Lower-rated euro zone bond prices slipped on Friday, deepening sharp falls on Thursday triggered by nervousness about the stability of the Greek government, a tax on foreign holders of Greek bonds, and weak growth.
The rally in peripheral government bonds had been fairly steady since the start of the year, but some analysts suggested the reversal might be more than a blip.
"There will be some investors that are concerned, and should take into consideration that is not just a one-day movement but something more prolonged," said Daniel Lenz, strategist at DZ Bank.
The yield on Greek 10-year government bonds was up 4 basis points at 6.87 percent, following a jump of over half a percentage point on Thursday.
Italian, Portuguese and Irish 10-year bonds also rose 4 bps, to 2.73, 3.75 and 3.12 percent respectively, while Spain's were 1 bp higher at 3.02 percent.
Thursday's price falls were largely attributed by traders to a Greek government circular detailing capital gains tax that would apply to non-resident holders of Greek debt between 2012 and 2013.
Greece's government said the document had only sought to clarify that the previous tax regime of 33 percent on foreign legal entities and 20 percent on individuals had been abolished in 2014, although it later withdrew the document.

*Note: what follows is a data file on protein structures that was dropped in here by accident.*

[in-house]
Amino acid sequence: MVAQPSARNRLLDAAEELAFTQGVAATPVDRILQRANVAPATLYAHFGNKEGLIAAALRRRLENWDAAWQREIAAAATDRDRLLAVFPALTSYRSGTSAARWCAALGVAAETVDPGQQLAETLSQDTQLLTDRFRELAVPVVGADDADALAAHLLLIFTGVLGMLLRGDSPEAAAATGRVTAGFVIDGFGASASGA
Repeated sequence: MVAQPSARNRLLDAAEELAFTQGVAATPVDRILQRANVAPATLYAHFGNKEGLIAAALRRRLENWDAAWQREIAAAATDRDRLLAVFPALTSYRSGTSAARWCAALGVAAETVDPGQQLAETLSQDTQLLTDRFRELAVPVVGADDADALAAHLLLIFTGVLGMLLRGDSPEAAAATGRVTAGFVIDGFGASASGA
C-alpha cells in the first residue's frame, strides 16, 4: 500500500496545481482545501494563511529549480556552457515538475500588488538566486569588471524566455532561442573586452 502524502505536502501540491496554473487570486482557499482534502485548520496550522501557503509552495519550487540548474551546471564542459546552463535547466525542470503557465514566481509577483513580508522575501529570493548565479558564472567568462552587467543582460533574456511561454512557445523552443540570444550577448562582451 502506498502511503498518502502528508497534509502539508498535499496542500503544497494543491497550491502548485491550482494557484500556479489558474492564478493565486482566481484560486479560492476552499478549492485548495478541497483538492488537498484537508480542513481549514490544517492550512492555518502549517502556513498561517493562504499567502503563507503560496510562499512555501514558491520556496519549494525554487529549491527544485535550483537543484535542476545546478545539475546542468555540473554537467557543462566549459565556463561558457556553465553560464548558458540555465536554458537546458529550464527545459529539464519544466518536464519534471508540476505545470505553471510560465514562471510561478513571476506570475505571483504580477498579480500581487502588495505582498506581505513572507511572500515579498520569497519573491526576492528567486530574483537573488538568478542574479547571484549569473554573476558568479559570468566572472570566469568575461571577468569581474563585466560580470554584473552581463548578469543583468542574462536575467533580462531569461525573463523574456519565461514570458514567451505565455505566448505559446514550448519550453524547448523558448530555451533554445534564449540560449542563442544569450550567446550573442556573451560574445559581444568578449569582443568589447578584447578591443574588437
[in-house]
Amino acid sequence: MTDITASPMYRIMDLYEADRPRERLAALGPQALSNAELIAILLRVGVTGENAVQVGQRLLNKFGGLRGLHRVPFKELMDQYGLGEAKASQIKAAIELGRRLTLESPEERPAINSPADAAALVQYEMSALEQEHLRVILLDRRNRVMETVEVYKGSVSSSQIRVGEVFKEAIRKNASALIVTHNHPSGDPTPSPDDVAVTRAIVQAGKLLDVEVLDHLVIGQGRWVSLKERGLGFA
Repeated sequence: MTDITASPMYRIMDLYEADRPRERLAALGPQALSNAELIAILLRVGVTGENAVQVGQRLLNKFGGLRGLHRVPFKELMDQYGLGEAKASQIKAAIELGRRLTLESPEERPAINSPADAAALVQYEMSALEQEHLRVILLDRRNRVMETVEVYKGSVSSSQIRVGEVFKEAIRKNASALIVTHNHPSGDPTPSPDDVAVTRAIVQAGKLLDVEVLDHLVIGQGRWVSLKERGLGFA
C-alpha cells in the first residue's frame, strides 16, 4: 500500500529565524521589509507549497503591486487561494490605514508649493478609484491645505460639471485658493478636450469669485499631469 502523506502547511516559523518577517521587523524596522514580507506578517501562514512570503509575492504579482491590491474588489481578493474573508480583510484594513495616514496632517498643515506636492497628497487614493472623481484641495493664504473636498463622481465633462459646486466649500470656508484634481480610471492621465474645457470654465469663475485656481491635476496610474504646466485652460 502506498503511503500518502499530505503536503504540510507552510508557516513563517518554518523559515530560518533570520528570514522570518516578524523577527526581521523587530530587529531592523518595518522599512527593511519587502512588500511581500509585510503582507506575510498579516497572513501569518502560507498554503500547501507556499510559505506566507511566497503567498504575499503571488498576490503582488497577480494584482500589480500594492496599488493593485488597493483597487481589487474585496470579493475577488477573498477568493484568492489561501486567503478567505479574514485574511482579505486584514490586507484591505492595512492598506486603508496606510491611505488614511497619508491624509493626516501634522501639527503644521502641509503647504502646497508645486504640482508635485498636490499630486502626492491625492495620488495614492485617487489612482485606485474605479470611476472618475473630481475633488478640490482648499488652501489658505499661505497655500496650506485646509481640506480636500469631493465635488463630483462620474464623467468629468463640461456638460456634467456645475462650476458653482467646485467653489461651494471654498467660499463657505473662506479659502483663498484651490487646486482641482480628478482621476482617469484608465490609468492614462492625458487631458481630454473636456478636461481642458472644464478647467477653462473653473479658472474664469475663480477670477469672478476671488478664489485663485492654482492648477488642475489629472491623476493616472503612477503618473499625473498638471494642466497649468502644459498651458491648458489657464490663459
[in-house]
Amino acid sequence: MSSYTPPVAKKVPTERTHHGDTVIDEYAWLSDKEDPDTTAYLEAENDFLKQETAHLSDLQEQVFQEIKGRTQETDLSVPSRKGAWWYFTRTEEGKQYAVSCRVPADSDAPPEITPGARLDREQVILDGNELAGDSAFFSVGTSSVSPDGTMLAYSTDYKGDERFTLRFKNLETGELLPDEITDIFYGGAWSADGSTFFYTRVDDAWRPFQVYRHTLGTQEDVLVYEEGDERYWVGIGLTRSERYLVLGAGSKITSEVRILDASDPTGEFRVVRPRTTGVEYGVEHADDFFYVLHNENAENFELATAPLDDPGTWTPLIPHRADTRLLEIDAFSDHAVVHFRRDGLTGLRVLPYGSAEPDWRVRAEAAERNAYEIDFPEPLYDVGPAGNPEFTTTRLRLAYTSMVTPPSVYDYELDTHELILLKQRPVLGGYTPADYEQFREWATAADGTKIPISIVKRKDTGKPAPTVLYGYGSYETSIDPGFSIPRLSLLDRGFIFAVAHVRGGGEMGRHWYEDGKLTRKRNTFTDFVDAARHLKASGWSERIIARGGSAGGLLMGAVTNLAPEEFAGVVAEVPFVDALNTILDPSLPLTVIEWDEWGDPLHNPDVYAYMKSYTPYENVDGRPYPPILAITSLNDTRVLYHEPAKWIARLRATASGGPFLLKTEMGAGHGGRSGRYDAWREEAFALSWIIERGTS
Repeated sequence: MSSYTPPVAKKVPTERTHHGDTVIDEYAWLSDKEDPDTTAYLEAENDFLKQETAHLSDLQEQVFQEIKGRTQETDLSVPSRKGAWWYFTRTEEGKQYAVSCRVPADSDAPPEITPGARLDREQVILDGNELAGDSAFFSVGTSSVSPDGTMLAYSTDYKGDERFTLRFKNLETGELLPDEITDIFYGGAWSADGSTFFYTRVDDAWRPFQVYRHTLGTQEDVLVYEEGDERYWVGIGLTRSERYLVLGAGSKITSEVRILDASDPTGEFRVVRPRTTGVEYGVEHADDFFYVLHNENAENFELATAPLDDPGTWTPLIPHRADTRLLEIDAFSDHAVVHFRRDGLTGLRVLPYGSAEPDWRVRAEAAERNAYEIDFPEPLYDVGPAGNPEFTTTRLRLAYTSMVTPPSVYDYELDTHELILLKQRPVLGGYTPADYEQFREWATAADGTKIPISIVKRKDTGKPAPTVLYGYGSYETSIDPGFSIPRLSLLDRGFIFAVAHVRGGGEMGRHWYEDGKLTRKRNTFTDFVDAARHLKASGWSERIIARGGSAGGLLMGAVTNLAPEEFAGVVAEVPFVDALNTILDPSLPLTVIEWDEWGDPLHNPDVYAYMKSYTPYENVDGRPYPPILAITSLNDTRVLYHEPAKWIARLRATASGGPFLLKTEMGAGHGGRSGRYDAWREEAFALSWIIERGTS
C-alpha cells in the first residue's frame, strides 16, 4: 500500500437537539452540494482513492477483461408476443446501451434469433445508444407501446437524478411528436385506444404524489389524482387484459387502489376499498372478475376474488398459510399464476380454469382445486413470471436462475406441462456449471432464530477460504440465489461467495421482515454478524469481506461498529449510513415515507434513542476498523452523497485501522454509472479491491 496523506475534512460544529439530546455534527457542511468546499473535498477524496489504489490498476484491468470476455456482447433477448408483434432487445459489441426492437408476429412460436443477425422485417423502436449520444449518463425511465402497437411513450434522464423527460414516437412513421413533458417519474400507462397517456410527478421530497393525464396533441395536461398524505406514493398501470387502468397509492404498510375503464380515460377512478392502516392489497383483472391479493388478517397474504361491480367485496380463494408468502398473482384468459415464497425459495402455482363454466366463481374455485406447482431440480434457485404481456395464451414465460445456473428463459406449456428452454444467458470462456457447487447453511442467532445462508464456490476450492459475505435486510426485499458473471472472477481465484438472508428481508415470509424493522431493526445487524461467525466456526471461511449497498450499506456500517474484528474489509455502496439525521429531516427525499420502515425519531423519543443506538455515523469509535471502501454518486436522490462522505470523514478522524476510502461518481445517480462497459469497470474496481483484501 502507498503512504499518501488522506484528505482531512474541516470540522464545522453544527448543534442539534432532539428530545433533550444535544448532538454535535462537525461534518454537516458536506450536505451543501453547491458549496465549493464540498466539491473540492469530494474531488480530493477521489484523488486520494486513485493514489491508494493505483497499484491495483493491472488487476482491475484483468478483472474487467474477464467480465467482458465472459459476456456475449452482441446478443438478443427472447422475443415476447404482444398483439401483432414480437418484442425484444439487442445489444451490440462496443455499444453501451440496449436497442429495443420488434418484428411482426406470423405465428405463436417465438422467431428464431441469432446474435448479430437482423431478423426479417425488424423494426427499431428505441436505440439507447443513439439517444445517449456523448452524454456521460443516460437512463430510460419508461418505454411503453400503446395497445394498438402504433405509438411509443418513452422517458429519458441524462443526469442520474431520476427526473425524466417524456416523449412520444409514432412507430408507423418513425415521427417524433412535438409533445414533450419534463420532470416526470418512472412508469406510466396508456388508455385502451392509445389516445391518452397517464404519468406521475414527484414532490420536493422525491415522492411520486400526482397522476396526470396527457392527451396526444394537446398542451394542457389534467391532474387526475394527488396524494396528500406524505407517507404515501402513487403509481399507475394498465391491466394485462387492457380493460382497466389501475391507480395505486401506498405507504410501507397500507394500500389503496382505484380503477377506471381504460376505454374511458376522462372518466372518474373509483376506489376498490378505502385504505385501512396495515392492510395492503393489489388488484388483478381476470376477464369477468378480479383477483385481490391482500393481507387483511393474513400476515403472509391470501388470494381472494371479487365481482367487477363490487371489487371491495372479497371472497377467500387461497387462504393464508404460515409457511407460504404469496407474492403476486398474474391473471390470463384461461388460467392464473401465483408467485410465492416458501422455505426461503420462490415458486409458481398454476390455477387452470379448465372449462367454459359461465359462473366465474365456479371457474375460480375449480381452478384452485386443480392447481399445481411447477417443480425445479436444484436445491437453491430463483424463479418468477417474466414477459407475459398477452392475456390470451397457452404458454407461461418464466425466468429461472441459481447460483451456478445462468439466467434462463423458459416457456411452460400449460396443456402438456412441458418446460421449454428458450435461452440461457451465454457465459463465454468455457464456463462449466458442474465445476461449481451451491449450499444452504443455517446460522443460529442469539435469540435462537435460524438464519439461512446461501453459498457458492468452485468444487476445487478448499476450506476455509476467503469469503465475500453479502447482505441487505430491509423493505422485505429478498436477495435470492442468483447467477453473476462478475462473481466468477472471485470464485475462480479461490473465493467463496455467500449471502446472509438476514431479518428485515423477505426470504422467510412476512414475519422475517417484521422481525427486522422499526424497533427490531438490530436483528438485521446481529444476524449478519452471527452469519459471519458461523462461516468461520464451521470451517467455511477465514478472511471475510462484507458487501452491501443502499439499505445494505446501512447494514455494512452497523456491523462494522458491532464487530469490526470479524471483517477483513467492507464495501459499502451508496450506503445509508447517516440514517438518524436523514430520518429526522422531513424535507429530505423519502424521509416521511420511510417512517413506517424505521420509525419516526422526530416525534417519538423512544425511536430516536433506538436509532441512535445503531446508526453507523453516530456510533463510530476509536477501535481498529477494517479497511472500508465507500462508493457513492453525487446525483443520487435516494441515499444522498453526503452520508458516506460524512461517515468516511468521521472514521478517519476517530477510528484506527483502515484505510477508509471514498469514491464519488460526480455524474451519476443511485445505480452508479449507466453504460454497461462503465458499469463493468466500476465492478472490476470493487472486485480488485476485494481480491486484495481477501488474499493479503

Strategists said the Greek tax regime could have implications for how governments, desperate to balance their widening budget deficits, may look for future private sector contributions. Italy was quick to deny that it had any plans for a retroactive tax.
"The price action was very telling...it just showed how fast such a stampede can be generated to avoid any such confiscatory actions," said KCG strategist Ioan Smith.
Others pointed out that double taxation agreements in Europe would exempt many investors from such a tax, adding that the shift in market sentiment was more likely a response to Greece's fragile political situation ahead of European elections.
Expected gains for Greek euroskeptic parties in next week's election might erode domestic support for the ruling coalition and potentially trigger a general election.
In addition, EU economic growth came in much lower than expected on Thursday, weighed down by shrinking output in Italy and Portugal.
The slowdown is increasing pressure on the European Central Bank to ease monetary policy further, with markets now broadly expecting its June meeting to introduce a package of policies, including cuts in all its interest rates and targeted measures aimed at boosting lending to small- and mid-sized firms.
Until that materializes, strategists say peripheral yields may continue to edge higher. Ireland, however, could get a boost later on Friday, with Moody's scheduled to review its rating.